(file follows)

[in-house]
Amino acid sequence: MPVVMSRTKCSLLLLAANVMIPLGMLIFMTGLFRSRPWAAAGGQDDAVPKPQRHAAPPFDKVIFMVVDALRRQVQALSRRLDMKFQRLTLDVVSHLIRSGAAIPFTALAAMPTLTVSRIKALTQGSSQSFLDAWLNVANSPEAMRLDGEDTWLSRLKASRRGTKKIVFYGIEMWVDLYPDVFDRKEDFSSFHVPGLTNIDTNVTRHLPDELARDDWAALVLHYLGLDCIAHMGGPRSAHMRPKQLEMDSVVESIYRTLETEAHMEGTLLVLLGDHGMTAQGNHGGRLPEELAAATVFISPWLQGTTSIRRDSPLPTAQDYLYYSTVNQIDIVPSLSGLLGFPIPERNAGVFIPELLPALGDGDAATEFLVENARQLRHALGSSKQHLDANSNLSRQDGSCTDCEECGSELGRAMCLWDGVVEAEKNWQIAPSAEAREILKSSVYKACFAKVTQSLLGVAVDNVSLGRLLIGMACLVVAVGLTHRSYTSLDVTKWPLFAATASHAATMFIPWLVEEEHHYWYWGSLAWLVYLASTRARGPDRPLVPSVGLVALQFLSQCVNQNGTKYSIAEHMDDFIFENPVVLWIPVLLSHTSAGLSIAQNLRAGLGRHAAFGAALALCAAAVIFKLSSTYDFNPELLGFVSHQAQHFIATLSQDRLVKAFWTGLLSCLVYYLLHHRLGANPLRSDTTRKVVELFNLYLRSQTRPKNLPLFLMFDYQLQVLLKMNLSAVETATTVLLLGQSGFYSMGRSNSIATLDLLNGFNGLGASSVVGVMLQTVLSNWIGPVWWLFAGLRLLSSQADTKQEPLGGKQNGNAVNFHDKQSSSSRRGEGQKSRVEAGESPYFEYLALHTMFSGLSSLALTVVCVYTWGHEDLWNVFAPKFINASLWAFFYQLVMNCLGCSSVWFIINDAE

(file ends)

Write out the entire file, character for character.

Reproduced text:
[in-house]
Amino acid sequence: MPVVMSRTKCSLLLLAANVMIPLGMLIFMTGLFRSRPWAAAGGQDDAVPKPQRHAAPPFDKVIFMVVDALRRQVQALSRRLDMKFQRLTLDVVSHLIRSGAAIPFTALAAMPTLTVSRIKALTQGSSQSFLDAWLNVANSPEAMRLDGEDTWLSRLKASRRGTKKIVFYGIEMWVDLYPDVFDRKEDFSSFHVPGLTNIDTNVTRHLPDELARDDWAALVLHYLGLDCIAHMGGPRSAHMRPKQLEMDSVVESIYRTLETEAHMEGTLLVLLGDHGMTAQGNHGGRLPEELAAATVFISPWLQGTTSIRRDSPLPTAQDYLYYSTVNQIDIVPSLSGLLGFPIPERNAGVFIPELLPALGDGDAATEFLVENARQLRHALGSSKQHLDANSNLSRQDGSCTDCEECGSELGRAMCLWDGVVEAEKNWQIAPSAEAREILKSSVYKACFAKVTQSLLGVAVDNVSLGRLLIGMACLVVAVGLTHRSYTSLDVTKWPLFAATASHAATMFIPWLVEEEHHYWYWGSLAWLVYLASTRARGPDRPLVPSVGLVALQFLSQCVNQNGTKYSIAEHMDDFIFENPVVLWIPVLLSHTSAGLSIAQNLRAGLGRHAAFGAALALCAAAVIFKLSSTYDFNPELLGFVSHQAQHFIATLSQDRLVKAFWTGLLSCLVYYLLHHRLGANPLRSDTTRKVVELFNLYLRSQTRPKNLPLFLMFDYQLQVLLKMNLSAVETATTVLLLGQSGFYSMGRSNSIATLDLLNGFNGLGASSVVGVMLQTVLSNWIGPVWWLFAGLRLLSSQADTKQEPLGGKQNGNAVNFHDKQSSSSRRGEGQKSRVEAGESPYFEYLALHTMFSGLSSLALTVVCVYTWGHEDLWNVFAPKFINASLWAFFYQLVMNCLGCSSVWFIINDAE